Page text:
The internet: magnifying terrorism
Cyber is also playing a growing role in global terrorism. The internet has become a cheap and widely-available tool for magnifying terrorism. Social media in particular enables terrorist organisations to spread ideals and recruit far more quickly than in the past – a tactic employed with great effect by Isis in particular. Indeed, it is not confined to Islamic terrorism: the tragic attack on the New Zealand mosque in March, for example, was filmed live on a Go Pro via the internet, and will provide terrible inspiration for future terrorists operating on the dark web.
Meanwhile, encrypted technology such as WhatsApp facilitate global terrorist networks and makes planning attacks easier, and the huge amount of publically available information, such as satellite images, makes reconnaissance more efficient. The difficulty for the global community in addressing this is the trade-off between privacy, freedom of speech, and checks and balances. Social media firms are under pressure to do more and regulation is likely to play a growing role.
Risk management: preparing not predicting
For the business community, understanding how the forces at play manifest themselves at a commercial level is a challenge. Some businesses may be postponing putting in place a framework to analyse the geopolitical landscape because it is too daunting or too fast moving. However, any business – large or small, international or local – can be impacted by geopolitical volatility, and preparation is key.
An organisation’s approach must be tailored to their own particular needs. However, one message that is true for all businesses is that taking a multidisciplinary, integrated approach which achieves engagement with all parts of the organisation, is a critical success factor.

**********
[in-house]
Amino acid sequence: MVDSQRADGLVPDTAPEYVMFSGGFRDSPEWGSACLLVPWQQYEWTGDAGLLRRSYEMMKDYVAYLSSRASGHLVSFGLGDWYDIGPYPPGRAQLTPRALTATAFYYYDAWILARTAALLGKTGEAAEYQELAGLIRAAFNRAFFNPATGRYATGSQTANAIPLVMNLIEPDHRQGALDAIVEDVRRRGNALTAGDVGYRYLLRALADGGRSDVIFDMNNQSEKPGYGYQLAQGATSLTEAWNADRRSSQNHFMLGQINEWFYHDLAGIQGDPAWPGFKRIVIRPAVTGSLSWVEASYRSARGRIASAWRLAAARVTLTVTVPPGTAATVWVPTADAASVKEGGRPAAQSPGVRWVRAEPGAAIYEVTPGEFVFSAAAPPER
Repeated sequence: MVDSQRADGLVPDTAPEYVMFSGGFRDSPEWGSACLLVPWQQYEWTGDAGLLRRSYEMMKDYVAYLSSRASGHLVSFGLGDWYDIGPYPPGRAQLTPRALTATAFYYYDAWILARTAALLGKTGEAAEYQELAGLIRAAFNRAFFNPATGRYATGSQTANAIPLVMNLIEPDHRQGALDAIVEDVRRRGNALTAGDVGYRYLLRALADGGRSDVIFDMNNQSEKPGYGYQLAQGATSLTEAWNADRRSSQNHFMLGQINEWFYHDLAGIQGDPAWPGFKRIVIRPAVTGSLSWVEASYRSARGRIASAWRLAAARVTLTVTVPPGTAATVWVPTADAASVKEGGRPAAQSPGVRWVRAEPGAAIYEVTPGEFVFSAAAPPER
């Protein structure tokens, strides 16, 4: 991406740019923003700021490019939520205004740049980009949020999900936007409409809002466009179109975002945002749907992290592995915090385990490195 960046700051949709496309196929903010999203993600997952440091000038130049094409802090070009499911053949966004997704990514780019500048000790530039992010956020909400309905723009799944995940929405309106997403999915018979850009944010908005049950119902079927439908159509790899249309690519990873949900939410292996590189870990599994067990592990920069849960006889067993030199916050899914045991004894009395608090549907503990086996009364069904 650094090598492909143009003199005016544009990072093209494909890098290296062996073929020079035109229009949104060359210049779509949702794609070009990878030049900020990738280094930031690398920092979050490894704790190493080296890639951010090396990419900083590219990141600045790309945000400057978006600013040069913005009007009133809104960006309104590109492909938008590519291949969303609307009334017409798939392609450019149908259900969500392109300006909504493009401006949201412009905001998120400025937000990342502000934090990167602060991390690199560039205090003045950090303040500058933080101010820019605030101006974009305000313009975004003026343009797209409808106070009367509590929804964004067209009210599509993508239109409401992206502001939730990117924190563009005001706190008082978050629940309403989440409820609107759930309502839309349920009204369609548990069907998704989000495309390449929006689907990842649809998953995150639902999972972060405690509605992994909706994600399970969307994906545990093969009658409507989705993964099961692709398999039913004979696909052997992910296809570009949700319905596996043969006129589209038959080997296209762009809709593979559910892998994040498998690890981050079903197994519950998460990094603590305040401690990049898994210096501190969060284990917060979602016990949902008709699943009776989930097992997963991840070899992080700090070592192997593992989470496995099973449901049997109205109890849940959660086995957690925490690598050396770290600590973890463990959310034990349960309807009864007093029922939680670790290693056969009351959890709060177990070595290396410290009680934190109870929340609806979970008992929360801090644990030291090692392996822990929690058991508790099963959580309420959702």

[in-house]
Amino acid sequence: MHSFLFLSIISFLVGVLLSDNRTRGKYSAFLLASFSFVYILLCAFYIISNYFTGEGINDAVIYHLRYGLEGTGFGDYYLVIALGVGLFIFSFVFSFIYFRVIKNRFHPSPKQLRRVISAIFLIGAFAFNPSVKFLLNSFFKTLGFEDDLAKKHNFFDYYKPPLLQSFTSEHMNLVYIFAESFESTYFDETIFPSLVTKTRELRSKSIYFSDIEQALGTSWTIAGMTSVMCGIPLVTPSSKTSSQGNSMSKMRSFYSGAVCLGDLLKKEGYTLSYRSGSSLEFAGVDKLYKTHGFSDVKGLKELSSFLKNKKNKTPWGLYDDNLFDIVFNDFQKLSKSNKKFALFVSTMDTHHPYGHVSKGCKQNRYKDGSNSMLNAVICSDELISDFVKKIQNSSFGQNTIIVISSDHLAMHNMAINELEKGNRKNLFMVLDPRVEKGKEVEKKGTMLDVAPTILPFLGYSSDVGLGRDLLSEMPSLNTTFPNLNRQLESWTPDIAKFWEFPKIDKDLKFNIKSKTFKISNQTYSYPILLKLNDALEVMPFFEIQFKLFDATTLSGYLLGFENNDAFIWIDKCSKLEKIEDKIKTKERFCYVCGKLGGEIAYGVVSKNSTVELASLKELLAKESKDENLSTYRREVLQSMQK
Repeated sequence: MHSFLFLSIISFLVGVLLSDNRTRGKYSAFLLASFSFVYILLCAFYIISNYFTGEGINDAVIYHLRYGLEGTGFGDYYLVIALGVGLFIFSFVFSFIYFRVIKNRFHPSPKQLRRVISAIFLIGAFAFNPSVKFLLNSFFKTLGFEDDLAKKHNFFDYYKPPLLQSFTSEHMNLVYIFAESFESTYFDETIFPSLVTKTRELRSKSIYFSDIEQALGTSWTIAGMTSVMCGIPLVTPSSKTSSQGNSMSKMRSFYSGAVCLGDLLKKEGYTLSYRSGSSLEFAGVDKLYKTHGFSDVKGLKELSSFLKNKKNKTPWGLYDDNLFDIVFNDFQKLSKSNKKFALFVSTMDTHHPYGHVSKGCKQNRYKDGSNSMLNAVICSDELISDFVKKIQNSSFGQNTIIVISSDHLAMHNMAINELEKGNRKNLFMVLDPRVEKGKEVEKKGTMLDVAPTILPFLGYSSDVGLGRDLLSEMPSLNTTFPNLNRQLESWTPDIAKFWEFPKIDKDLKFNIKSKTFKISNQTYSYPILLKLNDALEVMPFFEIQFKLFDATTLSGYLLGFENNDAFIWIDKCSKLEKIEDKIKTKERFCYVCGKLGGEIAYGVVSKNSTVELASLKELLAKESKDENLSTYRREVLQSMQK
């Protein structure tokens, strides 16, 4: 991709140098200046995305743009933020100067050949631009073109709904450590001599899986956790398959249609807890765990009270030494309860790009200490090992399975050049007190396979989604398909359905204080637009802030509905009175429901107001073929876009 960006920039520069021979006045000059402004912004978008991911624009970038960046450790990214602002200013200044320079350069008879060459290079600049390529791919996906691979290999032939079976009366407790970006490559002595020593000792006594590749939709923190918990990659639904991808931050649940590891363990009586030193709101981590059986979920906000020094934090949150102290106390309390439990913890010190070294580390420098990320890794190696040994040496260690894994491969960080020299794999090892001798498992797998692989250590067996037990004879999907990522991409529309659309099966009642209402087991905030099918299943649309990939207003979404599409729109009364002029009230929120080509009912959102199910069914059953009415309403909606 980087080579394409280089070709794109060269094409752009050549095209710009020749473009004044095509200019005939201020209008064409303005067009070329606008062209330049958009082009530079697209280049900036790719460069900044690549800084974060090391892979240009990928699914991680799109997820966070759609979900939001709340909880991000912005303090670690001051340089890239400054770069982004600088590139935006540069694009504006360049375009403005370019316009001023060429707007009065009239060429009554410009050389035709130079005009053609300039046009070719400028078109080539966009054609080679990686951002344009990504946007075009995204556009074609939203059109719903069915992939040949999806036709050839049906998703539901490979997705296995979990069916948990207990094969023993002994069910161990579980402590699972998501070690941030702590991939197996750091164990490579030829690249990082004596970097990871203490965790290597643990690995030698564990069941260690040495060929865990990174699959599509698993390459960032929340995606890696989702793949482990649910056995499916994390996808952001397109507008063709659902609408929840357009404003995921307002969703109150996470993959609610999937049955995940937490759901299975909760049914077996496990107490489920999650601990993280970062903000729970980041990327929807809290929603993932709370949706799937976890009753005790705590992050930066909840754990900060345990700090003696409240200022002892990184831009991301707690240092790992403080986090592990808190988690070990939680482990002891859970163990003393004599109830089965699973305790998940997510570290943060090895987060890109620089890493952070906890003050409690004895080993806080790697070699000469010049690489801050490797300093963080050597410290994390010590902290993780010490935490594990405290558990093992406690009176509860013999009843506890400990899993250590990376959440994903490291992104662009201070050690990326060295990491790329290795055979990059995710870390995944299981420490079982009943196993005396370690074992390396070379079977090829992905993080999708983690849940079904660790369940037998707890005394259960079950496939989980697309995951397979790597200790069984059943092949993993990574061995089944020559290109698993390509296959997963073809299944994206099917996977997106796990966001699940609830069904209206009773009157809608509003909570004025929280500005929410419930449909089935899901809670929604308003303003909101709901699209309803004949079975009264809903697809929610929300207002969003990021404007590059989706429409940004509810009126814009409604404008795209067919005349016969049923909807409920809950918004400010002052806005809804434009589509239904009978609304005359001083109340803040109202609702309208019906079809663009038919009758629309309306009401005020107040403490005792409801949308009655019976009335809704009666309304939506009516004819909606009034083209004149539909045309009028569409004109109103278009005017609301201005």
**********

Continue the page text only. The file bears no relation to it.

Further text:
Geopolitical threats manifest in a wide variety of ways, which are often unpredictable, and so including as many different perspectives from across the business is key to developing an intelligence-led and threat-based capability. Business leaders must therefore put in place a structure that works across, as well as up and down, their organisation’s business units and departments to identify the threats and understand how they are connected.
This should start from the C‑suite, but the risk manager should play a key facilitating role in bringing the right people together and ensuring challenging questions are being asked. Ultimately, it is not about predicting what might happen, but about ensuring the business is thinking in the right way.
John Ludlow is CEO of Airmic, the association that represents UK risk professionals. Click here to download a copy of Geopolitics: Understanding external threats to an organisation, written in partnership with Willis Towers Watson.